Looking back in the past and I was finding articles on war gardens, also called Liberty or Victory Gardens. Liberty Gardens were during World War I (1914–1918). President Woodrow Wilson called on Americans to plant vegetable gardens to ward off the possible threat of food shortages. We Americans took up the challenge as a civic and patriotic duty.
There were slogans, and one from Burpee’s Seed Company read, “Food will win the War, Produce it!” Front yards, backyards, schoolyards, vacant lots all became vegetable gardens.
America became the world’s leading seed supplier during World War I, as Europe faced mounting seed shortages. Calling attention to the war garden movement, seed companies and nurseries embellished their catalogs with patriotic imagery.
Charles Lathrop Pack, head of the National War Garden Commissions, coined the term “Victory Garden” as World War I was nearing its end. More upbeat than “war garden,” the term was so popular that it was used again during World War II when Victory Gardens sprang into action once more.
In 1943, with World War II underway, First Lady Eleanor Roosevelt had a Victory Garden planted on the front lawn of the White House, just one of the millions of Victory Gardens planted that year. Books, newspapers and magazines suggested that home gardeners with limited space might plant vegetables in existing flower beds.
Gardeners for Victory proposed tucking asparagus, rhubarb and Jerusalem artichoke in among the perennials, while root vegetables could take the place of flowering bulbs. Beginners were encouraged to plant vegetables that took up little space in the garden, such as tomatoes, carrots, lettuce and cabbage. Soybeans, billed as “wonder beans” or “miracle beans,” required little room and served as a protein substitute when meat was rationed.
During World War II every family in America was issued ration books to ensure the fair distribution of food in short supply. The books contained stamps for rationed goods like sugar, meat, cooking oil and canned goods. Victory Gardens helped to supplement these items with fresh vegetables.
The school gardening movement joined the war effort during World War I. Here in Springville was the U.S.S.G. (United States School Garden) Army. Teachers were getting lesson plans to teach the students, what to plant, how much to plant and how to plan your garden, all using math to figure it out.
A family of four would take such amount of bean seeds to supply the family with so many processed beans planted. Then lessons on how to prepare the vegetables and can the vegetables.
There were vegetables to plant for the summer and winter gardens. Summer would be peas, beets, corn, turnips, kohlrabi, eggplants, okra, beans, lima beans and peppers. For the winter garden would be beets, parsnip, salsify — a root vegetable belonging to the dandelion family, also known as the oyster plant because of its oyster taste when cooked, looks like a long thin parsnip — carrots, cabbage Rutabagas and onions.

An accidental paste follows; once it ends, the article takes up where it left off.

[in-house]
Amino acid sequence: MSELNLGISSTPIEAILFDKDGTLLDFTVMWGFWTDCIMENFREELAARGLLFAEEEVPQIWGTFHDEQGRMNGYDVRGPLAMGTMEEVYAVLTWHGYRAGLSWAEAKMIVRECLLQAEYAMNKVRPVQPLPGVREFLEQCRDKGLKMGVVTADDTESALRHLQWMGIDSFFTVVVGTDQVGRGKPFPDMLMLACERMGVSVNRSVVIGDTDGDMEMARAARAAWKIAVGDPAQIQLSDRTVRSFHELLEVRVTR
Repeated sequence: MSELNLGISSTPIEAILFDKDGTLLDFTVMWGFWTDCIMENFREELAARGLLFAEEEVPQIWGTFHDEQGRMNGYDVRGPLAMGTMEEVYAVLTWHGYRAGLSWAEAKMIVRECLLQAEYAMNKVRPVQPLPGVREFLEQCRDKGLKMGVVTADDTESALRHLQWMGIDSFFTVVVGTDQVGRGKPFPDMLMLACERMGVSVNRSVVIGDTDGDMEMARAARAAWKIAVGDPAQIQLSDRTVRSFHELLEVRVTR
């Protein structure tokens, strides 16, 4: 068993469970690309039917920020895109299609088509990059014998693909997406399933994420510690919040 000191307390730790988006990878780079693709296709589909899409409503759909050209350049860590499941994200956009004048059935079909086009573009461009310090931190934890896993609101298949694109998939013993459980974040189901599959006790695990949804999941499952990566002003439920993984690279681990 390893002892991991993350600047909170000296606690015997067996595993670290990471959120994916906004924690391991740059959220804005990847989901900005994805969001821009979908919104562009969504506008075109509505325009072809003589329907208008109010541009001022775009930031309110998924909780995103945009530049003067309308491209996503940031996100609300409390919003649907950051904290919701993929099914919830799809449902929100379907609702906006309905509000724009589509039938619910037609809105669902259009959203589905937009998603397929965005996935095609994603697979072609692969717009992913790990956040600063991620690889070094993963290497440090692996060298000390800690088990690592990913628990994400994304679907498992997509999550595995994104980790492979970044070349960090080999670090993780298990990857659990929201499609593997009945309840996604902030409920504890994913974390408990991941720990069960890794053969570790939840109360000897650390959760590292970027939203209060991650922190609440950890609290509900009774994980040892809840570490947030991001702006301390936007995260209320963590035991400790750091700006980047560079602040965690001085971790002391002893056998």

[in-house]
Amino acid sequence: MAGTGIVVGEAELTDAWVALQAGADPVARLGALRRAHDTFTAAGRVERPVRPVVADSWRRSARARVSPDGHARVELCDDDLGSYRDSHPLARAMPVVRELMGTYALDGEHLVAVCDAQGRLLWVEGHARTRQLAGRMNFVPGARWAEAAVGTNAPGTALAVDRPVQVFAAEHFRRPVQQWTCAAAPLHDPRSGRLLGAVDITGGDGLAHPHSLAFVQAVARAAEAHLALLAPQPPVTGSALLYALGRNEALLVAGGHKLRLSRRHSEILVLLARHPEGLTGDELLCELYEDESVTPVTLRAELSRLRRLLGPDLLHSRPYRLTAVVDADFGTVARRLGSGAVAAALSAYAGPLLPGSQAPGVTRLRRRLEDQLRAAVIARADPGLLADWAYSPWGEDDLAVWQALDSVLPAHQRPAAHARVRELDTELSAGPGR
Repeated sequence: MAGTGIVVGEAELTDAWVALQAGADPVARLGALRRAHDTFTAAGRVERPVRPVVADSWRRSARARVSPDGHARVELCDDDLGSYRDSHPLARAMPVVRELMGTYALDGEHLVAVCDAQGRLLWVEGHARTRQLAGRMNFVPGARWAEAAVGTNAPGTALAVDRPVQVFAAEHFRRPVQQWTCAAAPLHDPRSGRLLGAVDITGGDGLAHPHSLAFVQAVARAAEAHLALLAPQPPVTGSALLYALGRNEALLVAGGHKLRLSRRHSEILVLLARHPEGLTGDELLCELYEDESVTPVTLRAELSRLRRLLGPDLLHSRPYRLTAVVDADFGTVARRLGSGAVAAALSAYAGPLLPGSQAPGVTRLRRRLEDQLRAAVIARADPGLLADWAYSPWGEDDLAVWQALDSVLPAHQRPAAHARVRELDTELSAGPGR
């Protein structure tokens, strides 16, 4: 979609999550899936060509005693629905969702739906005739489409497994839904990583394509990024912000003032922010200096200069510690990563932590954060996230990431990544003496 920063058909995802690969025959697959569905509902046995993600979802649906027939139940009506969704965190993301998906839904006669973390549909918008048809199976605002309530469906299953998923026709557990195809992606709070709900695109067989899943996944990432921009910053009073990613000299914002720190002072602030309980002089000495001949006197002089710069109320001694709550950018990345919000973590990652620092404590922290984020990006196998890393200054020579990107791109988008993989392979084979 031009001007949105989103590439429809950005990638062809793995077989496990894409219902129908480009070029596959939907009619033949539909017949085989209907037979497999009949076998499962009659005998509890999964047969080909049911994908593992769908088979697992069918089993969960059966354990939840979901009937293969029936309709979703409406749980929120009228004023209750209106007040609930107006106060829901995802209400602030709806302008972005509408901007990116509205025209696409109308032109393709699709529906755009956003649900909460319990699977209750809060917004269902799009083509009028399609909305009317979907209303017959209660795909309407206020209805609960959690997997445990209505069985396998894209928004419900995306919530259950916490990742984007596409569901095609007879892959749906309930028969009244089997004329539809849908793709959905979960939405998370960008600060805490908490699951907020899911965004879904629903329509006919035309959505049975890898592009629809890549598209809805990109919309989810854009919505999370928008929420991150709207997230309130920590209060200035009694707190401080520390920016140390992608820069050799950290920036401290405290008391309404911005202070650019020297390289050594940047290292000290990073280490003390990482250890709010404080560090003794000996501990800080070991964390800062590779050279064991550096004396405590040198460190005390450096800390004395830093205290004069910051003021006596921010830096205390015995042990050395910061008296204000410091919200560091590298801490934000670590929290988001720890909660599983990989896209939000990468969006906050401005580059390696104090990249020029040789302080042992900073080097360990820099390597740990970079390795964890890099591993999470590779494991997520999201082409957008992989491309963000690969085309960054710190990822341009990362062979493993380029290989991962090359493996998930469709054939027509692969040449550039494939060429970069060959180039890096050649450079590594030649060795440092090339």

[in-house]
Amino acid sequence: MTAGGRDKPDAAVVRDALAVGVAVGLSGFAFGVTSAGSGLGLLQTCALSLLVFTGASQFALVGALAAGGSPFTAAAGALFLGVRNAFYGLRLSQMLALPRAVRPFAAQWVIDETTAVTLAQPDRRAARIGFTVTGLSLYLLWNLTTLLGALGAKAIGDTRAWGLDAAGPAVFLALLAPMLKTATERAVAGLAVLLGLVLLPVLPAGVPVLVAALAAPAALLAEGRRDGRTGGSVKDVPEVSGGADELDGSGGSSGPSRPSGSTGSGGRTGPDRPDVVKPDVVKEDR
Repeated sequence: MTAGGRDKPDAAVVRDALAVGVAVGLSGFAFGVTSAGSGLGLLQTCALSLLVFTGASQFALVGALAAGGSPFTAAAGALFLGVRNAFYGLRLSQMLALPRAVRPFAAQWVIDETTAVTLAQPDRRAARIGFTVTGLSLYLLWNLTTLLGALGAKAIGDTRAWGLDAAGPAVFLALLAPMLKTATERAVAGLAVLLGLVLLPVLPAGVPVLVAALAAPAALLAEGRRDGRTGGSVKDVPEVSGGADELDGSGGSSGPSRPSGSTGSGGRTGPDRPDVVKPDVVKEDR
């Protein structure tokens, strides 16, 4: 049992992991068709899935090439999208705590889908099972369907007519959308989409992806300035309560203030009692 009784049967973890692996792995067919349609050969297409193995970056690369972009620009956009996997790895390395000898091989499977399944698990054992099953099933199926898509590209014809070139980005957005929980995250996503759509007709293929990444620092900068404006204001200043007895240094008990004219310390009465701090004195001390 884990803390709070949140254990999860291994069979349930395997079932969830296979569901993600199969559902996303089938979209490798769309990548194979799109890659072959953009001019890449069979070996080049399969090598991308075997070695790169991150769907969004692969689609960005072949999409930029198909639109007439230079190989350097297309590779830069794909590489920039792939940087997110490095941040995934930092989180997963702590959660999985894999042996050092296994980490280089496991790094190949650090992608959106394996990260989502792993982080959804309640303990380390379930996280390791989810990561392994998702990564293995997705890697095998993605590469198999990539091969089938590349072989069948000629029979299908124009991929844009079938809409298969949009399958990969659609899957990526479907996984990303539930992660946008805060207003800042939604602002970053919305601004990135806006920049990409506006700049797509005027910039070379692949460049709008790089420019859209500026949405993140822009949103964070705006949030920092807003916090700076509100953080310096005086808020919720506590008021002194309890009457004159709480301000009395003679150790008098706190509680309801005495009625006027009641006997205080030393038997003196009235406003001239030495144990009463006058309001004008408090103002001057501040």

In 1919 there were 2.5 million children enrolled in the School Garden Army, producing 48 million dollars at the time. By May 1943, Victory Gardens supplied 40 percent of the produce in America.
Home canning reached its peak during World War II. Most families had a pressure cooker, which raised temperatures in fruits and vegetables high enough to kill off any bacteria before the food was “canned” in sterile glass jars.
Even now, how many kids have seen what a tomato looks like growing on the vine? What are the benefits of planting your own garden now? It sure can stretch your food budget, and most items picked or harvested and use right away taste so much better.
It is a great project to do as a family, and anything extra can be donated, thus teaching kids the meaning of help thy neighbor. With freezers in everyone household now, food can be canned, frozen or served fresh!
We down at the Lucy Bensley Center have some of the pamphlets that were saved by Lucy Bensley herself explaining all of these lessons and a play that was given by the kids in the school. She even saved the information on the Blue Cross, an organization that was established to rescue and rehab the animals that were hurt or used during World War I. Lucy also collected money to be sent for the cause in Europe.
You can come down and go through her many scrapbooks and view them. We are opened on Tuesday, Wednesday and Thursdays from 9 a.m. to 3 p.m. and on the second and fourth Sundays 2-4 p.m. You can send us an email at firstname.lastname@example.org, or call us at (716) 592-0094.
Come share your stories with us, your photos — we will scan them and returned them to you — and any info that you want to. We love to have visitors and enjoy all the stories we hear!